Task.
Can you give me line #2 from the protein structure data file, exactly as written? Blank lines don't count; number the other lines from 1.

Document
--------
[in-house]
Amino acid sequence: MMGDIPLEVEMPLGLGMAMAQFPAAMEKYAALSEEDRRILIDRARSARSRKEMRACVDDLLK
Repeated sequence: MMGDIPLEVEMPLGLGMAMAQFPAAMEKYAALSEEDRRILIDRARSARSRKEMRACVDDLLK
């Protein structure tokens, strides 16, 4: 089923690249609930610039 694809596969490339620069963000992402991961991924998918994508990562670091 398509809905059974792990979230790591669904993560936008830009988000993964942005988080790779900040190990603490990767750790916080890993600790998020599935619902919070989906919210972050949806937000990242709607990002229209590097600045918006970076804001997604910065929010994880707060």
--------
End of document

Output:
Amino acid sequence: MMGDIPLEVEMPLGLGMAMAQFPAAMEKYAALSEEDRRILIDRARSARSRKEMRACVDDLLK